Shanghai's iconic Nanjing Lu (Street)

by fulltimestudent 17 Replies latest social current

  • fulltimestudent

    Lu is a chinese word for street, and it may be one of the first chinese words a visitor learns, particularly if their hotel is sited near this street.

    I'd like to show you what life is like inNanjing Lu, its attractions and its scams.

    So first of, what can you see. Well, lots and lots of Chinese, but these days (often) lots and lots of westerners. This first video, shows chinese couples street dancing. They belong to what I gues you'd best describe as dancing clubs, but they meet on the street at certain times and ... dance!

    It also shows another attraction, a guy on a balcony playing the sax. I often stay in a hotel right opposite and can look at the window of my room and watch (I think he plays well) ...

  • fulltimestudent

    On such a street, you'd expect scammers - it won't disappoint! Everything from genuine, fakes to bodies for an hour or so."You want girl?" is common, if you say, "No!" my experience is that a few minutes later, a young man may approach, and ask, "You want boy?" suggesting that there may be a more organised system working behind the scenes.

    Some times they want to take you to a 'special' shop down a lane. I would never accept, and sugegst (if you visit) not to, either.

    Another scam is discussed in this video:

  • fulltimestudent

    This video commences with an early morning scene (oddly deserted) at the Bund end of Nanjing lu. The Bund is the waterfront and also iconic as the home of western capitalism, when the 'west' (Britain, France etc) still owned Shanghai.

    3 minutes of this video is enough to get an idea of this end of Nanjing Lu

  • under the radar
    under the radar

    Cool videos! Thanks for posting them. I get to Shanghai once or twice a month for a day or two at a time. I don't usually have time to stray far from the hotel, but it is definitely a beautiful city.

    If you're interested in possibly meeting up sometime, PM me and I'll let you know the next time I'm gonna be there. Could be a hoot!


  • fulltimestudent

    Yes, It is a great city, under the radar, There's a story ( maybe its apocryphal, but who cares) about John Howard, a former Austrlain Prime Minister. He was on his first trip to Shanghai, and he got to his hotel in Shanghai and up to his room (obviously one of the higher floors) and he's sorting himself out. One of his staff opened the curtins to reveal .... the brilliant night scene of Pudong.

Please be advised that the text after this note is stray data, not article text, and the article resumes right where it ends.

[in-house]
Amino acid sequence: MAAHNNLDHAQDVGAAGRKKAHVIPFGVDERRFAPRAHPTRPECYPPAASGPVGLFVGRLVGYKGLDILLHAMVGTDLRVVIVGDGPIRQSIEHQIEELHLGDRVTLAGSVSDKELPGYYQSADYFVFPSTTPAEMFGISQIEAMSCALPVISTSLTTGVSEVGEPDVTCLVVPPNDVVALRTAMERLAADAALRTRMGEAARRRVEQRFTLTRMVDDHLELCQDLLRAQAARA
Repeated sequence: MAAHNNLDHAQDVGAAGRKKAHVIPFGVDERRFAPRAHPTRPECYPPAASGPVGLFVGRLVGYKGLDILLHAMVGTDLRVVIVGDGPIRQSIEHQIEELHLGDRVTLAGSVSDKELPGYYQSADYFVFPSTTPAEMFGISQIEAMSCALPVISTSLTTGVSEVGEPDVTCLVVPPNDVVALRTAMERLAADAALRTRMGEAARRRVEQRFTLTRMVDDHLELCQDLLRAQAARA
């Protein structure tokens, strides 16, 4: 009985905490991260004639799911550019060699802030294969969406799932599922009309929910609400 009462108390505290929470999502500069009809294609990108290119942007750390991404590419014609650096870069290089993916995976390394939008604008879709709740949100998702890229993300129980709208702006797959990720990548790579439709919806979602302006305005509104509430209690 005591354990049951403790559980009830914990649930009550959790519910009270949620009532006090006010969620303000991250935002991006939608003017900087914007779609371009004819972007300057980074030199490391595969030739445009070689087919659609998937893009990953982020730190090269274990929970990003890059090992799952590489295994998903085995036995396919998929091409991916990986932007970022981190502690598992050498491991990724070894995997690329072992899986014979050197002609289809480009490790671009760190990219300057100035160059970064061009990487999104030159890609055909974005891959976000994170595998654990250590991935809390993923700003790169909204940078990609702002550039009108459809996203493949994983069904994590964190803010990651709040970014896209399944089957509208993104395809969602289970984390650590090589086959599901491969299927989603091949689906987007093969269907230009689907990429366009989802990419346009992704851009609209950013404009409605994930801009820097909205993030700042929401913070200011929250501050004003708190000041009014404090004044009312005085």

"Sh*t," Howard is supposed to have exclaimed. "How long has this been going on?"

    For those whose image of China is stuck in the Mao years, what is happening in China is shocking. (But it can be argued that the Mao years polayed a big part in the re-organisation of China, after 50+ years of chaos.)


    Thnx for the invite to meet up, I like to enter China through Shanghai. Its an exciting city, you can really feel the energy that's been let loose in China. I'm not sure what I'm doing next year, theoretically I should finish my degree. But, I see a couple of study units I'd still like to do and will run next year, and I'm trying to get an OK to do them. And, I must do a capstone essay in ancient history for my major - its a bit complicated as I've sort of twisted the system to suit my own purposes.

    And, I had in mind next trip (whenever it is), to fly China Southern to Guangzhou, travel north on Very Fast Rail to Xiamen, Quanzhou and Fuzhou, and back to GZ for a good look at GZ). I simply MUST get to Quanzhou, not just for the maritime museum, but out of a desire to see the last Manichean church in the world. (Its in use as a Buddhist temple -but an image of Mani can still be seen on a wall- verified by scholars from my university).

    So let's see ... !!

  • fulltimestudent

    I selected this one because its focusses on the ordinary people of Shanghai, and it moves into the backstreets also:

  • fulltimestudent
  • fulltimestudent

    I'm including this recent development of an old run-down area. It gives an idea of what is possible in the future.

    However, the main reason I've posted is that there is a very ironic story attached.

    This re-development was built by a capitalist HongKong company (very wealthy owner).

    And, one of the requirements was to preserve and conserve, a building where the first meeting of the Chinese Communist Party was held, way back in 1923.

    Which I guess, says a lot about China today. The CPC is anything but communist>

  • fulltimestudent

    If you want to understand - compare today's Shanghai to the past- here's some film from 1947.

    Background again, from around 1937 to 1945, Shanghai had been occupied by the Japanese.

  • fulltimestudent

    For me, however, the most fascinating thing about Shanghai today is its Port.

    A few years ago, came the realisation, that the old Port of Shanghai would not cope with predicted future import and export traffic. This meant a new port had to be built. The decision was made to build it off-shore. So the new port of Yangshan was constructed. You can see part of it in this Wiki media pik

    File:Port of Shanghai, Yangshan Deep-water Harbour Zone, 02.jpg

    It also had to be connected to the mainland so a new bridge had to be built. The Donghai bridge.

    File:Donghai Bridge.jpg

    THe was a massive construction project, Today the new port of Shanghai is the largest in the world.

    This NatGeo video tells the story- it runs to 5 episodes, but it truly is a fascinating story that illustrates the energy that has been let loose in China.

    .... but, even so its not the whole story. There's more to come.

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